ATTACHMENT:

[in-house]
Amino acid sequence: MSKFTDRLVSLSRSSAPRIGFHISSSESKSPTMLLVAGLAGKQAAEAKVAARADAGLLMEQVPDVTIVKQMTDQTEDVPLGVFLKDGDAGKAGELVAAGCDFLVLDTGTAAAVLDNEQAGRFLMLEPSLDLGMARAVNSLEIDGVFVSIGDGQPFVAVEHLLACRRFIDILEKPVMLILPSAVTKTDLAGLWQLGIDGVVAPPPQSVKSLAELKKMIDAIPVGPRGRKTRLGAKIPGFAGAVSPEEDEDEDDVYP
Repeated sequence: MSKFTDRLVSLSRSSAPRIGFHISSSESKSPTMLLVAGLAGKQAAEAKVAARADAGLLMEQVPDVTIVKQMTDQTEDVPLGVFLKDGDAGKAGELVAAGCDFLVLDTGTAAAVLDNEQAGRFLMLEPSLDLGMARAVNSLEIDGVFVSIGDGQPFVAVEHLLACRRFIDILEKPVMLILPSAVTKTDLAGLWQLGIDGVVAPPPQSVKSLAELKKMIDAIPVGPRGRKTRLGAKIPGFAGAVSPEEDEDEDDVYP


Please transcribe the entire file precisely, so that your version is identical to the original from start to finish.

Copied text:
[in-house]
Amino acid sequence: MSKFTDRLVSLSRSSAPRIGFHISSSESKSPTMLLVAGLAGKQAAEAKVAARADAGLLMEQVPDVTIVKQMTDQTEDVPLGVFLKDGDAGKAGELVAAGCDFLVLDTGTAAAVLDNEQAGRFLMLEPSLDLGMARAVNSLEIDGVFVSIGDGQPFVAVEHLLACRRFIDILEKPVMLILPSAVTKTDLAGLWQLGIDGVVAPPPQSVKSLAELKKMIDAIPVGPRGRKTRLGAKIPGFAGAVSPEEDEDEDDVYP
Repeated sequence: MSKFTDRLVSLSRSSAPRIGFHISSSESKSPTMLLVAGLAGKQAAEAKVAARADAGLLMEQVPDVTIVKQMTDQTEDVPLGVFLKDGDAGKAGELVAAGCDFLVLDTGTAAAVLDNEQAGRFLMLEPSLDLGMARAVNSLEIDGVFVSIGDGQPFVAVEHLLACRRFIDILEKPVMLILPSAVTKTDLAGLWQLGIDGVVAPPPQSVKSLAELKKMIDAIPVGPRGRKTRLGAKIPGFAGAVSPEEDEDEDDVYP